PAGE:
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Industry activists target anti-paper website

Tuesday, 19 January 2010
By Print 21 Online Article

Bias and factual errors in the promotion of the Paperless Alliance may prompt complaint to ACCC.

A stoush has broken out between the organisers of the industry-backed paper – part of everyday campaign and the high profile founder and chair of the Paperless Alliance, Jon Dee. Claims of a series of factual errors and misleading information about paper and printing on the organisation’s website have prompted a slanging match.

The initial complaint came from Tim Woods, organiser of the industry pushback campaign, paper – part of everyday, who asked for the Paperless Alliance to withdraw misleading claims. In a letter to Dee, published in The Australian newspaper, he says it is necessary for the website to be amended “as a matter of urgency.”

To demonstrate you are serious about sustainability and to limit the extent to which your website is misleading, we recommend that you withdraw the website until such time as you have made the necessary amendments. As this is a simple interim measure, it would be appropriate for this to occur immediately.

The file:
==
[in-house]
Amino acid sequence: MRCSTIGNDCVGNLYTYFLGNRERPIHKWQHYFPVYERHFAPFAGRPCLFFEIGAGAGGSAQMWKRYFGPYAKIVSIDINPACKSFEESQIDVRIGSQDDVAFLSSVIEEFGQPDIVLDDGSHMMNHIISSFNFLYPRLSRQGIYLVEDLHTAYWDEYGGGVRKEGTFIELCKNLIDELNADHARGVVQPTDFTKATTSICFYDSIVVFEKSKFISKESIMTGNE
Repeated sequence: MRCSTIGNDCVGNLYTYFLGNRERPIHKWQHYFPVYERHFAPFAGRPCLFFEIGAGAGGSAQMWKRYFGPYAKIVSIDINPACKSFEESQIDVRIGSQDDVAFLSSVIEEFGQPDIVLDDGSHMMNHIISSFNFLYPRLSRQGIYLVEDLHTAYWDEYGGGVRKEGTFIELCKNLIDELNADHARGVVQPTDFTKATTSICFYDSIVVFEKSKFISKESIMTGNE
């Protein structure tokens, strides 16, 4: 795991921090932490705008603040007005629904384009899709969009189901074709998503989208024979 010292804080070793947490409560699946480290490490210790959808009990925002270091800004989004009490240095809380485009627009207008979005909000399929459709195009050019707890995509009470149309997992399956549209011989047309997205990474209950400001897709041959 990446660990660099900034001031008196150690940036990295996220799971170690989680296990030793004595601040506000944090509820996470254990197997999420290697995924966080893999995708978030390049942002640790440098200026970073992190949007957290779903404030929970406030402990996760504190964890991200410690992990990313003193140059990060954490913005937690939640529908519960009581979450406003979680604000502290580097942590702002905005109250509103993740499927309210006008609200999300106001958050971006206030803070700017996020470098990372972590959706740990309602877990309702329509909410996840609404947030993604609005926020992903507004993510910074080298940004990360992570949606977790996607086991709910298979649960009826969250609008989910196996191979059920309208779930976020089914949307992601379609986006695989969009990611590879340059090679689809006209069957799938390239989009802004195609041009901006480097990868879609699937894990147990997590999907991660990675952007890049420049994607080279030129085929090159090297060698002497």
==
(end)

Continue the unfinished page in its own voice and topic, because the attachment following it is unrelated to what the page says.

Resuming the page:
The complaint centres on the perceived failure of the Paperless Alliance to include the significant environmental impact of digital companies and computers, servers and monitors etc. when comparing electronic and digital communications.

Woods makes the point that it is a requirement of the Trade Practices legislation that comparative green claims must take into account the whole product life cycle. He claims the PA fails to do so in its campaign to promote electronic communication over printing.

In his letter he says… The comparisons you make between paper and print and digital require you to ensure there is balance and that the comparisons you provide are accurate. You have singularly failed in meeting this obligation.

Woods also raised the question as to whether PA’s sponsorships were simply a form of advertising for, among others, Adobe and Toshiba. He questions  the organisation’s not-for-profit claims.

In a response Dee told a journalist from the newspaper that he did not worry “about this ridiculous attempt to question my motivation on environmental matters. They should certainly be careful in what they say as I will not hesitate to take legal action if they say anything that could defame me or question my integrity.
"As it stands, the campaign sponsorship that we get in does not cover the full costs of running this campaign."

The whole issue is likely to be referred to the ACCC.

The paper – part of everyday campaign is financed by the Australasian Paper Industry Association Limited.

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